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The Industry
Posters advertising musicals including 'Kinky Boots'

Image credit: Lee Snider Photo Images / Shutterstock

‘Kinky Boots’ star Matt Henry, MBE, on his journey to the West End stage and what skills you need to succeed in musical theatre

Matt Henry is an award-winning actor and singer, best known for playing ‘Lola’ in the West End musical Kinky Boots. He won both a WhatsOnStage and Olivier Award for ‘Best Actor in a Musical’ for the role in 2016, and went on to receive an MBE in 2017 for his contribution to theatre.

We spoke to Matt about playing the iconic role on the West End, as well as how he first got into acting and what advice he has for anyone hoping to be in a musical one day. Here’s what he shared:

Hi Matt! What first drew you to performing?

What drew me to performing was watching kids TV and going, “Oh my God, I want to be on that TV show.” There was The Windmill, I think it was, that was on with all these dancing kids from Sylvia Young’s. I was brought up in Birmingham so I was really jealous of those kids that lived in London. 

That was my first draw to singing, dancing, and acting, and then also I started to do that when I was at school. [I] took GCSE drama and A-level performing arts and then [that] got me into theatre.

Why musicals?

What I love about musicals is that you are doing the three disciplines. You get to show off your singing, do a bit of acting, and do a bit of dancing, and tell story through song, dance and acting. I went to Urdang and then the rest is history. I just fell in love with the three disciplines.

Tell us about ‘Kinky Boots’.

I had known about the film for several years, but I never knew about the show and somebody told me, again, “They’re making this show.” And then I heard the songs and they were so relatable to me personally.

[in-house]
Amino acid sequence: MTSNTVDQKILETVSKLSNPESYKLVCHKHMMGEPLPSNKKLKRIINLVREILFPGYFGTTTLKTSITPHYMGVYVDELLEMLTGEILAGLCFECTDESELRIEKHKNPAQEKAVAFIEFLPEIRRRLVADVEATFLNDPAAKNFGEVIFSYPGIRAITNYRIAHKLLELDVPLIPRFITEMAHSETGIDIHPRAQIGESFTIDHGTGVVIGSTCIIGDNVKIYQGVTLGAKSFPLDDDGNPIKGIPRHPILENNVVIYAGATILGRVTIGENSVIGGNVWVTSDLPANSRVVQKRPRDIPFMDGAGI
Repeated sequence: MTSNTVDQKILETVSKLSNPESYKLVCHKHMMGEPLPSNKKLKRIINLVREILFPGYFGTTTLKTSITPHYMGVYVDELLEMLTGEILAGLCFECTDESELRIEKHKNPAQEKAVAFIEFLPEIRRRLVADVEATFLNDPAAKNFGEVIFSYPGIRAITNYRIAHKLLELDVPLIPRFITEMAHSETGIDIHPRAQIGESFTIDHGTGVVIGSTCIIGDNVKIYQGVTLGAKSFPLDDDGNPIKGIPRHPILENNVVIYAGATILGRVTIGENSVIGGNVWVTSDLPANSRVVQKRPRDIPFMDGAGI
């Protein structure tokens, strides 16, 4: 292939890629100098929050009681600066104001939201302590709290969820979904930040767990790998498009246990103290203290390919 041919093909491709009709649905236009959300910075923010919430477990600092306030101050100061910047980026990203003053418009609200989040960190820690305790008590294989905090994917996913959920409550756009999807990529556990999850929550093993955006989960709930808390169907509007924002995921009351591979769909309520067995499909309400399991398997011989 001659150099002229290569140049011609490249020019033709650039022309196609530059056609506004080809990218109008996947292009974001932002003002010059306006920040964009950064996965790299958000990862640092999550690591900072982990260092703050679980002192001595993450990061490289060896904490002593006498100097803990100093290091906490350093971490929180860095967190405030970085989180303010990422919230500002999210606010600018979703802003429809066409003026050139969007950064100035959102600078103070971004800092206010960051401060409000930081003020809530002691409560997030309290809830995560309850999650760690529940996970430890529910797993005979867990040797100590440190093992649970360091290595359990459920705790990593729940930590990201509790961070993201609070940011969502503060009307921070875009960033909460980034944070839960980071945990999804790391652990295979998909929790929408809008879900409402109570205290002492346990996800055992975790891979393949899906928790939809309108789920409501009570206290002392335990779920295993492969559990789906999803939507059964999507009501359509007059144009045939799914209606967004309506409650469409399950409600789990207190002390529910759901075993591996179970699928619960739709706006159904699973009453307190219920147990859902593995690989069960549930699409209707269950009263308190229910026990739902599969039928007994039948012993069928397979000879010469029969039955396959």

Lola, for me, it’s one of the biggest Black guy roles. There weren’t that many when I was growing up and looking at the West End. I was like, “Where are the shows that best represent me?” And then this show came and I was like, “Wow, this is a role that does represent me,” and I felt very connected to that. 

How did you prepare for the role of ‘Lola’?

I had never done drag in my life and I thought to myself, “Oh my God, how am I going to do this?” And then, when I got the job, I spent the whole summer watching [Ru Paul’s] Drag Race. And I was like, “Okay, I kind of get this whole thing about contouring and tucking,” and then I watched [and asked myself] how would Beyonce do this? How would Beyonce prepare for such a gigantic role? And I read something about her running on a treadmill when she was doing Dream Girls to build the stamina to sing the songs. 

So I started that summer, before rehearsals, getting on the treadmill at the gym and not belting the songs out, but going over the words and singing the songs to myself. Hopefully I didn’t embarrass myself. But just preparing myself for the marathon that the role of Lola was.

How do you maintain yourself for a long run?

It was the first time I got to do a lead role in the West End and I thought, “No one’s going to take this away from me,” and, “How can I sustain doing eight shows a week?” Because it was an eight show role. So then I had to work out how could I have the energy, sustain my voice, and also my skin?